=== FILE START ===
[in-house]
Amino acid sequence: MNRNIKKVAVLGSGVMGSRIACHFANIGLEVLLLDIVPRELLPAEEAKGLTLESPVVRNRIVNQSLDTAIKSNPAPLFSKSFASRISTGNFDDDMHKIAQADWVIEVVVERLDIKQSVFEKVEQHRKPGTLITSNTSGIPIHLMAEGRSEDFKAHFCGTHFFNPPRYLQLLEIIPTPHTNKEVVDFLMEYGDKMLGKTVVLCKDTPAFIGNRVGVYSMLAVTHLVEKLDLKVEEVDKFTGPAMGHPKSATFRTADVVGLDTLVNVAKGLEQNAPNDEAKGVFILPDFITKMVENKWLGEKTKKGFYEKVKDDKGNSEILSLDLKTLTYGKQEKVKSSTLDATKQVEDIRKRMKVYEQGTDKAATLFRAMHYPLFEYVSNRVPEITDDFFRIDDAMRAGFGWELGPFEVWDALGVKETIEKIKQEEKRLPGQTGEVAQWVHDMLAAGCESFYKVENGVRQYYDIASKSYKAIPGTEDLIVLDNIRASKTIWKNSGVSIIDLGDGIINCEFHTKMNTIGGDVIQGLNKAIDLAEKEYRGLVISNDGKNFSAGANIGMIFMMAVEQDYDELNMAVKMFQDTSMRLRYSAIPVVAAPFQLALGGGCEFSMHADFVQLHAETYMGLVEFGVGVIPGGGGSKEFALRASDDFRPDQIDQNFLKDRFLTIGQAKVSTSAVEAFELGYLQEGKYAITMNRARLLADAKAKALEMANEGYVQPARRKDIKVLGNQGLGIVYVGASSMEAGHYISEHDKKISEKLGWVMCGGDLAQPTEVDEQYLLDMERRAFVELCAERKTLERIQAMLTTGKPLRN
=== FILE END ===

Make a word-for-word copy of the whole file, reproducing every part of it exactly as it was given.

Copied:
[in-house]
Amino acid sequence: MNRNIKKVAVLGSGVMGSRIACHFANIGLEVLLLDIVPRELLPAEEAKGLTLESPVVRNRIVNQSLDTAIKSNPAPLFSKSFASRISTGNFDDDMHKIAQADWVIEVVVERLDIKQSVFEKVEQHRKPGTLITSNTSGIPIHLMAEGRSEDFKAHFCGTHFFNPPRYLQLLEIIPTPHTNKEVVDFLMEYGDKMLGKTVVLCKDTPAFIGNRVGVYSMLAVTHLVEKLDLKVEEVDKFTGPAMGHPKSATFRTADVVGLDTLVNVAKGLEQNAPNDEAKGVFILPDFITKMVENKWLGEKTKKGFYEKVKDDKGNSEILSLDLKTLTYGKQEKVKSSTLDATKQVEDIRKRMKVYEQGTDKAATLFRAMHYPLFEYVSNRVPEITDDFFRIDDAMRAGFGWELGPFEVWDALGVKETIEKIKQEEKRLPGQTGEVAQWVHDMLAAGCESFYKVENGVRQYYDIASKSYKAIPGTEDLIVLDNIRASKTIWKNSGVSIIDLGDGIINCEFHTKMNTIGGDVIQGLNKAIDLAEKEYRGLVISNDGKNFSAGANIGMIFMMAVEQDYDELNMAVKMFQDTSMRLRYSAIPVVAAPFQLALGGGCEFSMHADFVQLHAETYMGLVEFGVGVIPGGGGSKEFALRASDDFRPDQIDQNFLKDRFLTIGQAKVSTSAVEAFELGYLQEGKYAITMNRARLLADAKAKALEMANEGYVQPARRKDIKVLGNQGLGIVYVGASSMEAGHYISEHDKKISEKLGWVMCGGDLAQPTEVDEQYLLDMERRAFVELCAERKTLERIQAMLTTGKPLRN